Despite its many irritations, I’ve been actively tolerating Gnome on my extra machine (running Ubuntu 9.04), with only a few adjustments for the really infuriating things (The “presence” features in OS X/iChat are irritating enough, a half working clone is maddening), and, with those adaptations made, it is a pretty tolerable environment.
…and the GNOME folks went and did something to re-stoke my hate. I use GDM (and a number of other Gnome-dependent pieces, many of which have no compelling reason for the dependencies) on my usual Arch/XFCE4 machine as a matter of convenience and/or preference. In the 2.26->2.28 upgrade (Arch tracks current) the Gnome developers decided to change the way GDM is configured. This change included breaking all existing GDM themes (admittedly, to be more consistent with GTK, which is a good thing, just not graceful), and making it impossible to configure GDM without gconf and/or horrible dbus stunts, which, of course, don’t work on my system. They also seem to have depreciated the “new session in nested window” feature of gdmflexiserver that made GDM preferable to the alternatives… I think I’ll just install SLiM, write a script with Xephyr to replace the nested window feature, and stop whining.
This is an arm of the argument about conventional releases versus Rolling Releases , but brokenness and compatibility issues from holding on to obsolete versions and the issue of occasionally breaking everything with a dist-upgrade/ OS X style point release upgrade still doesn’t seem preferable. This kind of behavior in Gnome is also a big part of why the non-Gnome *buntu distributions (Kubuntu/Xubuntu/etc.) feel like second class citizens; if components inside the Gnome obnoxious-integration umbrella are acting as part of the OS, the other environments are all going to have issues. Apparently Ubuntu 9.10 is built around Gnome 2.28, it will be interesting to see how it all works where everything is done the Gnome way.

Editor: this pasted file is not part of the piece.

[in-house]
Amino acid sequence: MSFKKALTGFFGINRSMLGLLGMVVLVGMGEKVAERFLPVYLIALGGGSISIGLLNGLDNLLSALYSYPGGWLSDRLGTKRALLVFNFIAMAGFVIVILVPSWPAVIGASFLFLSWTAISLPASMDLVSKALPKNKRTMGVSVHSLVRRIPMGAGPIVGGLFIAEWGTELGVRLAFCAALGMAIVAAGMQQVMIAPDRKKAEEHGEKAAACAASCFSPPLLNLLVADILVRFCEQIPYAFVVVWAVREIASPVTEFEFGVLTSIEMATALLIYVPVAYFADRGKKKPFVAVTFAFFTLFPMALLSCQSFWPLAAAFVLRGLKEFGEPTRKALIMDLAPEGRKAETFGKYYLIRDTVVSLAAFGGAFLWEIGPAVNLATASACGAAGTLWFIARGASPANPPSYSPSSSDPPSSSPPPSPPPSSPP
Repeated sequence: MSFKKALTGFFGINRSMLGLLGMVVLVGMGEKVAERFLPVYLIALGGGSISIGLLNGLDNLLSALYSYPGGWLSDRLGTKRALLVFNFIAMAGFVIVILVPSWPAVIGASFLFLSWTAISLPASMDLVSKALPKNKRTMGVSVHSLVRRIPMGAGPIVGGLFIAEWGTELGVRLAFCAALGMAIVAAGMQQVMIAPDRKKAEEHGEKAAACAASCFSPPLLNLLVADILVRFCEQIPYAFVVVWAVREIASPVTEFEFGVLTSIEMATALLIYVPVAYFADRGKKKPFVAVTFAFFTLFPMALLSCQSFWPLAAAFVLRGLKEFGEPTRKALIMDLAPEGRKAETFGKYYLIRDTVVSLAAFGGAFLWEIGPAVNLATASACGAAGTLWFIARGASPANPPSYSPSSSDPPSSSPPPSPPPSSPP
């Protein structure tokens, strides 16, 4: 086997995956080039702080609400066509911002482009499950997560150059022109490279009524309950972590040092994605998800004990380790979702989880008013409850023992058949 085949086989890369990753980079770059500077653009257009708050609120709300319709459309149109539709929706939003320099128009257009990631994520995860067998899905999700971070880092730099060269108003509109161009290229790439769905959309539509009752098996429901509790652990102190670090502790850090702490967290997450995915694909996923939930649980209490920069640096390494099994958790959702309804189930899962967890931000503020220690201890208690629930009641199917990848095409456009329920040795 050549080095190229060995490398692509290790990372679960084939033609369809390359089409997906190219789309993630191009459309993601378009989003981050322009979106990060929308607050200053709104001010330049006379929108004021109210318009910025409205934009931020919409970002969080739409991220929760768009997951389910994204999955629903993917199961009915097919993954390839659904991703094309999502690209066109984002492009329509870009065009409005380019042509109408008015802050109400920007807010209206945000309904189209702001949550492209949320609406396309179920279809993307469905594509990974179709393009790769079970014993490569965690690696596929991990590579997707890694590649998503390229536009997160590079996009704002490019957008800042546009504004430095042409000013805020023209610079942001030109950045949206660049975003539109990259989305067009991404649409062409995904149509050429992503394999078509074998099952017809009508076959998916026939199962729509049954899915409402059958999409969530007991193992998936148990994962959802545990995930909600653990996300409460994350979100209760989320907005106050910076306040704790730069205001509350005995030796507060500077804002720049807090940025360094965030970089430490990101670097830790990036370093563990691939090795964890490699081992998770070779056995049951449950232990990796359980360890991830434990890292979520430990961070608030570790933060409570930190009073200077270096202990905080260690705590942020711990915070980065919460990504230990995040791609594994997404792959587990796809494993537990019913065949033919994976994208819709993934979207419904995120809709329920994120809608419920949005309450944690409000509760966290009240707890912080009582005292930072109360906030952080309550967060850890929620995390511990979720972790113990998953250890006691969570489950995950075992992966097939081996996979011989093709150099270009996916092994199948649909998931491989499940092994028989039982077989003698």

This is not to complain about things the GNOME Project does, I do use, and like, a number of their products, especially Evince (which has apparently recently gained annotation features and a Windows port, the two things I most wanted for it). Likewise, the current round of development cycles are cutting a lot of the slow, crufty dependencies out of a number of programs… but I still find their ideas about useless (and forced) integration (see above) and non-configurable interfaces (sane default AND configuration options; it’s not one or the other guys…) incredibly frustrating.